Monday, 31 January 2022

A Winter Walk

 Yesterday was a beautiful sunny winter afternoon and I walked further than I had intended, going across the local common and on into some woods beyond that I had only visited a few times before. There is supposed to be the remains of a Roman villa somewhere around there but you'd have to be an archaeologist with a trowel to find it. As far as I can tell there is nothing more than some sunken ground where once it might have been. Still, it is nice to think that there was something of the sort there at one time. It reminded me of when I was at a school and we had a Roman tea party during which we were all supposed to speak in Latin (it was that kind of school). There was dormouse and honey on the menu, a Roman delicacy apparently, but I think we had dormouse substitute.

When I came out of the woods it was still light though the sun was about to set. In front of me was a wide stretch of farmland which was all newly sown grass but the farmer had kindly left a path through which you could walk to get back to the common which was my route home. In the middle of the field there was one solitary tree standing rather like a scarecrow. He had lost all his leaves but stood proudly like a sentry on duty. "This is my field", he seemed too say. "You can cross it but don't linger too longer or trample the young grass."

So I began to cross the field and then I saw some deer in the distance at the other side of the field, near to the wood in the photo. Roe deer live on the common but I've only seen them twice in five years. They saw me and scampered away before I could take a picture. I thought of the contrast between the tree and the deer, both aspects of God's creation but completely different. One, strong, immobile, commanding, seemingly ancient. The other, swift, graceful, nervous, youthful, always on the go. What contrasts but both part of God's prodigious self-expression.

I looked behind me and there was the sun on the horizon, shining brightly though with a wisp of cloud over it. I looked ahead of me and my shadow stretched way out into the distance.

I looked back again and saw that the cloud had left the sun. The land had now become a deep orange. I took another photo. There is just a 30 second gap between the two.

What a change. Some of it might be due to how I took the photo though I don't think I did anything differently. To be honest, I wouldn't know how. All I can say is that the second one is an accurate depiction of the rich ochre glow of the early evening light.

However, it didn't last long and when I got to the other side of the field and entered the wood it was starting to get darker. The ground was quite muddy and I knew that if I took the quicker path that went straight through the wood it would be even muddier. But I heard some Canada geese honking furiously from the pond which is on that route and thought I would see what the fuss was all about. There was a stand off between a couple of geese and a heron, for fishing rights perhaps? The geese were very vocal but the heron didn't seem perturbed. Eventually however, he lazily took to the air and drifted away to the other side of the pond. Who needs noisy neighbours?

Walking through woods and open clearings like this field is one of the things that can connect us with our ancestors and the ancient ways. It's one of the few activities we share with them. I go for a walk every day with longer excursions at the weekend. For me it's a time of contemplation when I can look up at the sky envisaging it as the vault of heaven or try to contact the life force that runs throughout nature, expressing itself in a myriad different ways. Even in today's world when both God and the gods have been chased out of our lives we can still go for a walk in the country or, if not that then at least, a park and capture something of the magic of the true reality behind everyday material existence. We need this if we are not to dry up and wither spiritually inside.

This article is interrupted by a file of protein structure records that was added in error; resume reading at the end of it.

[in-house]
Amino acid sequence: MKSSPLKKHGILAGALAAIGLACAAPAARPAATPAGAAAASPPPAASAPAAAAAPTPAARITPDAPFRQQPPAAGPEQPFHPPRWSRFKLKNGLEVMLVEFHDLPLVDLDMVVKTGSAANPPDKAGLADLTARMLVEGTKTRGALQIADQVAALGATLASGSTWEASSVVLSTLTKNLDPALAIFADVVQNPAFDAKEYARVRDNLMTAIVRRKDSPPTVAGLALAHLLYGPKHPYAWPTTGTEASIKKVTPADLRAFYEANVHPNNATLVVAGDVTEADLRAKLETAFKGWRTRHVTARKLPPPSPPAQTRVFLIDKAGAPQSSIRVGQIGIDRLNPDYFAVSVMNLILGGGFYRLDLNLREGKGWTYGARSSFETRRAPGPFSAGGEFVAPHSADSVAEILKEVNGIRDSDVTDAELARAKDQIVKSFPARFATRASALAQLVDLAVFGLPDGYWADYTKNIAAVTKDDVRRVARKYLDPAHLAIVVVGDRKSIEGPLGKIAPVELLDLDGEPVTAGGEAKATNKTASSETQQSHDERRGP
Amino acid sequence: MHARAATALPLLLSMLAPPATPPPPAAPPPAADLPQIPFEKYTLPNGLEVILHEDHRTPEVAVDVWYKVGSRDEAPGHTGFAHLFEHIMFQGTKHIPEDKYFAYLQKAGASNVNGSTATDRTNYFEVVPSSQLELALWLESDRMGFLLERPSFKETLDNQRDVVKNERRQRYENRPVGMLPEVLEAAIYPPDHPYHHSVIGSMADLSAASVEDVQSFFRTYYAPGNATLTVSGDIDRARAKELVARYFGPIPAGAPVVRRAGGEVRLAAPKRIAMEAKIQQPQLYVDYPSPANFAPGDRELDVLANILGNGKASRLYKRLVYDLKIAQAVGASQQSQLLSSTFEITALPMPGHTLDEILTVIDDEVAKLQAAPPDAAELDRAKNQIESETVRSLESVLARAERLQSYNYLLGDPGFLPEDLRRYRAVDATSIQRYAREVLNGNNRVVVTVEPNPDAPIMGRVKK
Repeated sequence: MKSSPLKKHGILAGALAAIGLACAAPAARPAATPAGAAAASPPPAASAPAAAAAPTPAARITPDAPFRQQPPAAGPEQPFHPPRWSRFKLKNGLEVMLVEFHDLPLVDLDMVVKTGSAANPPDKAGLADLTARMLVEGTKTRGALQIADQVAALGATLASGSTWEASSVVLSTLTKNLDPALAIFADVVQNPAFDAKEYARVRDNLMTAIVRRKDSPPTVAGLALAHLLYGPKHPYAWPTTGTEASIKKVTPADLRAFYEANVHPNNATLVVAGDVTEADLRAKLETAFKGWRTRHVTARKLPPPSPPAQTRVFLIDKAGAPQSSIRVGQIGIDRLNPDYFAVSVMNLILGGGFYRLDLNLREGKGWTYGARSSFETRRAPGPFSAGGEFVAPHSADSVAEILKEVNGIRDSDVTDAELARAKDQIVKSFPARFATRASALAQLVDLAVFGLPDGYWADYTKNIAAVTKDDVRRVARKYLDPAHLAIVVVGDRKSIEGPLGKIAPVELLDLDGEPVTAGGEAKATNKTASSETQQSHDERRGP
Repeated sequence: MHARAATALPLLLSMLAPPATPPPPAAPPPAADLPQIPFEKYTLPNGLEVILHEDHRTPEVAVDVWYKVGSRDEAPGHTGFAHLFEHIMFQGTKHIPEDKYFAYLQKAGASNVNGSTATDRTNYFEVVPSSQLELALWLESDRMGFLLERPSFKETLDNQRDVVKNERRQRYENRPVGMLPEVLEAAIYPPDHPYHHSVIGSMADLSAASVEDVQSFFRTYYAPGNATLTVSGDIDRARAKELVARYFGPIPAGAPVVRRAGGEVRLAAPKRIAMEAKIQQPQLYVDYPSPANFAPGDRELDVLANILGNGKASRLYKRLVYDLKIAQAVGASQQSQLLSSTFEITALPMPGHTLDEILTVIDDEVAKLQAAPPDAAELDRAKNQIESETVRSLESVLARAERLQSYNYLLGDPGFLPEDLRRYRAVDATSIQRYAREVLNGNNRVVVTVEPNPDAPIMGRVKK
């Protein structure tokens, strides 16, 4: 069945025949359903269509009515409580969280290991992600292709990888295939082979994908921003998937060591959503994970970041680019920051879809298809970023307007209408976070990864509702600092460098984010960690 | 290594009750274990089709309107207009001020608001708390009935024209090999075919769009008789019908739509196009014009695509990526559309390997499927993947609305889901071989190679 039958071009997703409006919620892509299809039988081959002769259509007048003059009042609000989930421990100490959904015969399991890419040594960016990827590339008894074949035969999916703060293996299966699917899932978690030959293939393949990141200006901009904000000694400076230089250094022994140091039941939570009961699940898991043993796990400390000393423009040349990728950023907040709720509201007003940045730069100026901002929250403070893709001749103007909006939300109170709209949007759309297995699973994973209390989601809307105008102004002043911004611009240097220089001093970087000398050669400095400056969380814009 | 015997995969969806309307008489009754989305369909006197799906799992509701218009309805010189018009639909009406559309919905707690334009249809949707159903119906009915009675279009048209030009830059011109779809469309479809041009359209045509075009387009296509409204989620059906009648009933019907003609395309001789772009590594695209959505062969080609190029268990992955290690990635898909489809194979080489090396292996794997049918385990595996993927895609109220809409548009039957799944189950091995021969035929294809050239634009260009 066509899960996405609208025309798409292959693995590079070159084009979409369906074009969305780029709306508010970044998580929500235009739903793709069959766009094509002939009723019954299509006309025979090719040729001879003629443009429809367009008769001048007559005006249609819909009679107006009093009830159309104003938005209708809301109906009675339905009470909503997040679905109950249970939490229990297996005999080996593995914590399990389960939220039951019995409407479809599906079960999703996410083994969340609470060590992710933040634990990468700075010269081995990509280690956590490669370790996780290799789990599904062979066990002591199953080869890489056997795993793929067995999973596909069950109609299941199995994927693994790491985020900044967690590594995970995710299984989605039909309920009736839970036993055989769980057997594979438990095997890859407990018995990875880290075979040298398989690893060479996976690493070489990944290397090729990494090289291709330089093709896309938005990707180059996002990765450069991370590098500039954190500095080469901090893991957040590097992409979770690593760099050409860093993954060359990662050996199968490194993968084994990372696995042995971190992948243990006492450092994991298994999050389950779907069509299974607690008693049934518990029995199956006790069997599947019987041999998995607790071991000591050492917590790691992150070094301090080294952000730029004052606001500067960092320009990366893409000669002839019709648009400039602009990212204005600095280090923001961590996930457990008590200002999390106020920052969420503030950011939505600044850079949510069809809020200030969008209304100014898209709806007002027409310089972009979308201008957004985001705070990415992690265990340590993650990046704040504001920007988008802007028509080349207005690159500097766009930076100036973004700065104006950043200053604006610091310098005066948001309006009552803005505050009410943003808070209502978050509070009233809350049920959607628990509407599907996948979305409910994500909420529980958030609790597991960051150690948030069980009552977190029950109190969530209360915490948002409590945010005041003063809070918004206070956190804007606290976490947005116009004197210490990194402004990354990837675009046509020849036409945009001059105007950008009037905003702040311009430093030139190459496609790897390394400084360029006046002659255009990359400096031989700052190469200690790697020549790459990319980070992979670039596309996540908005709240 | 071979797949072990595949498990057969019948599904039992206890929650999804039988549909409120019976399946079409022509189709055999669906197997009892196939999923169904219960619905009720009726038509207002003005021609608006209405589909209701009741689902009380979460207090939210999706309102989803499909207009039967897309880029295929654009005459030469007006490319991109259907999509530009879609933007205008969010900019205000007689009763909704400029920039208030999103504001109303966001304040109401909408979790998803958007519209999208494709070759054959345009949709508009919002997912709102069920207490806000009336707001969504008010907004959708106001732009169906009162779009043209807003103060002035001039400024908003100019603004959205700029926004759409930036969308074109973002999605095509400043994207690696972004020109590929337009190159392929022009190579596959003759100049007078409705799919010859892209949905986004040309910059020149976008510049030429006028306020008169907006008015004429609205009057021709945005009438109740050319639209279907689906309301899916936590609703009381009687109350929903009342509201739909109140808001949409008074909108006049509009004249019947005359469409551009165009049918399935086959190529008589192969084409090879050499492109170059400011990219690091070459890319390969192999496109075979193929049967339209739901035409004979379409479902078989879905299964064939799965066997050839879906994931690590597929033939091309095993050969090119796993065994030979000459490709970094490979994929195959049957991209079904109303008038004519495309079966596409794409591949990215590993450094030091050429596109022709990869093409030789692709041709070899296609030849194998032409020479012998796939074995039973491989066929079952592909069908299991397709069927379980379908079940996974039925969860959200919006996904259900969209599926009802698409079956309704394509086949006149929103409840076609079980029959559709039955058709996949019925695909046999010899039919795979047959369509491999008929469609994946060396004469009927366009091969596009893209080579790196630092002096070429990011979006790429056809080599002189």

Anonymous said...

I walk almost daily ,and when alone always pray and worship God. I am blessed to have beautiful dirt roads in all directions with very few houses around. It is the best time for prayer. I also often think about all the people, that were most likely Christians, who built the beautiful stone walls across the fields and created the winding roads that I find so lovely. I love to think about how they kept warm, and the sheep and other animals they tended .I wonder how often they went to the nearby town for provisions or maybe a dance. I often pass an old graveyard and can imagine the carriages by the road at a funeral. I feel very connected to the people that farmed my area. My ancestors were farmers, though not in this area. There is nothing like walking and connecting to the land around you every day. I feel genuinely grateful to the people that created the beautiful landscapes I see and find so healing to my soul.
England sounds so lovely and I would love to walk your woods and fields some day. I have some Ancestors from England and others from other parts of Europe.
Nice to hear about your walk.

Bruce Charlton said...

Nice piece - enjoyed it!

William Wildblood said...

Thanks for your comment, Sue. Unfortunately where I am you can still often hear the hum of ever-flowing traffic but there are still a few parts of the local area where modernity doesn't intrude.

Thanks Bruce.